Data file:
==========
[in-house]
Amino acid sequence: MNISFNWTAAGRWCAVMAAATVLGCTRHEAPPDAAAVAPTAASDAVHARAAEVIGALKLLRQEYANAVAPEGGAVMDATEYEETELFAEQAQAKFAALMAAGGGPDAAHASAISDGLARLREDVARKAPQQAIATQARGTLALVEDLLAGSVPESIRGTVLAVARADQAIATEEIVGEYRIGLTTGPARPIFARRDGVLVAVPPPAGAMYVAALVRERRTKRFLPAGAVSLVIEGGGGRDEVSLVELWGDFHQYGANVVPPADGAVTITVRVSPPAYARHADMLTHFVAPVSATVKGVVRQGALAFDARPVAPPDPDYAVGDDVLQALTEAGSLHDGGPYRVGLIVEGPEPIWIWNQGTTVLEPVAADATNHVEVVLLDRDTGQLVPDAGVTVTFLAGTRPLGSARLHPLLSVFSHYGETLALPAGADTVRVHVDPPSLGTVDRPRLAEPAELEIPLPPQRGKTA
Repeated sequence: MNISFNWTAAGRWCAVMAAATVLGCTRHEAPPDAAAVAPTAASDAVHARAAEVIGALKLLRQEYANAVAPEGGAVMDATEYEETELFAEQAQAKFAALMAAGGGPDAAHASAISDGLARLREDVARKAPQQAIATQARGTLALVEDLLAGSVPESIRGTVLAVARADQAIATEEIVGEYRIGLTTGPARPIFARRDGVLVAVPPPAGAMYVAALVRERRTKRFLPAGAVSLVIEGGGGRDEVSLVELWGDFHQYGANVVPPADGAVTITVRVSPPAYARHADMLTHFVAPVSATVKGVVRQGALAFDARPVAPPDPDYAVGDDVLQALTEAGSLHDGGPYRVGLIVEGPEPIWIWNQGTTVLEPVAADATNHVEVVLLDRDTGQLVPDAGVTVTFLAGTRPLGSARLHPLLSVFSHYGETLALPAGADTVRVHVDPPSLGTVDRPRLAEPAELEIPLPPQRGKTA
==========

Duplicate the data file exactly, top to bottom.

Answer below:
[in-house]
Amino acid sequence: MNISFNWTAAGRWCAVMAAATVLGCTRHEAPPDAAAVAPTAASDAVHARAAEVIGALKLLRQEYANAVAPEGGAVMDATEYEETELFAEQAQAKFAALMAAGGGPDAAHASAISDGLARLREDVARKAPQQAIATQARGTLALVEDLLAGSVPESIRGTVLAVARADQAIATEEIVGEYRIGLTTGPARPIFARRDGVLVAVPPPAGAMYVAALVRERRTKRFLPAGAVSLVIEGGGGRDEVSLVELWGDFHQYGANVVPPADGAVTITVRVSPPAYARHADMLTHFVAPVSATVKGVVRQGALAFDARPVAPPDPDYAVGDDVLQALTEAGSLHDGGPYRVGLIVEGPEPIWIWNQGTTVLEPVAADATNHVEVVLLDRDTGQLVPDAGVTVTFLAGTRPLGSARLHPLLSVFSHYGETLALPAGADTVRVHVDPPSLGTVDRPRLAEPAELEIPLPPQRGKTA
Repeated sequence: MNISFNWTAAGRWCAVMAAATVLGCTRHEAPPDAAAVAPTAASDAVHARAAEVIGALKLLRQEYANAVAPEGGAVMDATEYEETELFAEQAQAKFAALMAAGGGPDAAHASAISDGLARLREDVARKAPQQAIATQARGTLALVEDLLAGSVPESIRGTVLAVARADQAIATEEIVGEYRIGLTTGPARPIFARRDGVLVAVPPPAGAMYVAALVRERRTKRFLPAGAVSLVIEGGGGRDEVSLVELWGDFHQYGANVVPPADGAVTITVRVSPPAYARHADMLTHFVAPVSATVKGVVRQGALAFDARPVAPPDPDYAVGDDVLQALTEAGSLHDGGPYRVGLIVEGPEPIWIWNQGTTVLEPVAADATNHVEVVLLDRDTGQLVPDAGVTVTFLAGTRPLGSARLHPLLSVFSHYGETLALPAGADTVRVHVDPPSLGTVDRPRLAEPAELEIPLPPQRGKTA